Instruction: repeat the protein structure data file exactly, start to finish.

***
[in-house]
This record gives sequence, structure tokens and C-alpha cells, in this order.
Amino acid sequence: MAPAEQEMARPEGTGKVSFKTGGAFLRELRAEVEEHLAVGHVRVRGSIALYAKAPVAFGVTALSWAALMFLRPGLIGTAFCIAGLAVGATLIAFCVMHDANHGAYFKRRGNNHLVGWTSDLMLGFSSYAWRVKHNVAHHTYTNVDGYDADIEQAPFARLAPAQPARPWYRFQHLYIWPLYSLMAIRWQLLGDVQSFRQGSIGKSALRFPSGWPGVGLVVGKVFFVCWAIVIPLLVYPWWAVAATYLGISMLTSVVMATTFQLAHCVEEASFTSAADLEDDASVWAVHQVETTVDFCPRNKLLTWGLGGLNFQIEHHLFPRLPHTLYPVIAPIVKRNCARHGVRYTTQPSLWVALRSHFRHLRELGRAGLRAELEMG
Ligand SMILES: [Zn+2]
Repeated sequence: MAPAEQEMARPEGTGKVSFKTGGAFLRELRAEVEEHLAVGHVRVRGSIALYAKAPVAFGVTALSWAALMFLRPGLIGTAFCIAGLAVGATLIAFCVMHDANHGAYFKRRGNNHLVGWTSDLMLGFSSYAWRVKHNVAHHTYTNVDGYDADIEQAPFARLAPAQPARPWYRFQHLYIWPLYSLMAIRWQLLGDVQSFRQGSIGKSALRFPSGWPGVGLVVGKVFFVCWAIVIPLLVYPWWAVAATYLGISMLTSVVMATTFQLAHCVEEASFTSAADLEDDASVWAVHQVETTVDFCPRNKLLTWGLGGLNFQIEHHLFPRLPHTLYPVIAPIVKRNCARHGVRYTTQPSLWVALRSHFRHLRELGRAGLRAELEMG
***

[in-house]
This record gives sequence, structure tokens and C-alpha cells, in this order.
Amino acid sequence: MAPAEQEMARPEGTGKVSFKTGGAFLRELRAEVEEHLAVGHVRVRGSIALYAKAPVAFGVTALSWAALMFLRPGLIGTAFCIAGLAVGATLIAFCVMHDANHGAYFKRRGNNHLVGWTSDLMLGFSSYAWRVKHNVAHHTYTNVDGYDADIEQAPFARLAPAQPARPWYRFQHLYIWPLYSLMAIRWQLLGDVQSFRQGSIGKSALRFPSGWPGVGLVVGKVFFVCWAIVIPLLVYPWWAVAATYLGISMLTSVVMATTFQLAHCVEEASFTSAADLEDDASVWAVHQVETTVDFCPRNKLLTWGLGGLNFQIEHHLFPRLPHTLYPVIAPIVKRNCARHGVRYTTQPSLWVALRSHFRHLRELGRAGLRAELEMG
Ligand SMILES: [Zn+2]
Repeated sequence: MAPAEQEMARPEGTGKVSFKTGGAFLRELRAEVEEHLAVGHVRVRGSIALYAKAPVAFGVTALSWAALMFLRPGLIGTAFCIAGLAVGATLIAFCVMHDANHGAYFKRRGNNHLVGWTSDLMLGFSSYAWRVKHNVAHHTYTNVDGYDADIEQAPFARLAPAQPARPWYRFQHLYIWPLYSLMAIRWQLLGDVQSFRQGSIGKSALRFPSGWPGVGLVVGKVFFVCWAIVIPLLVYPWWAVAATYLGISMLTSVVMATTFQLAHCVEEASFTSAADLEDDASVWAVHQVETTVDFCPRNKLLTWGLGGLNFQIEHHLFPRLPHTLYPVIAPIVKRNCARHGVRYTTQPSLWVALRSHFRHLRELGRAGLRAELEMG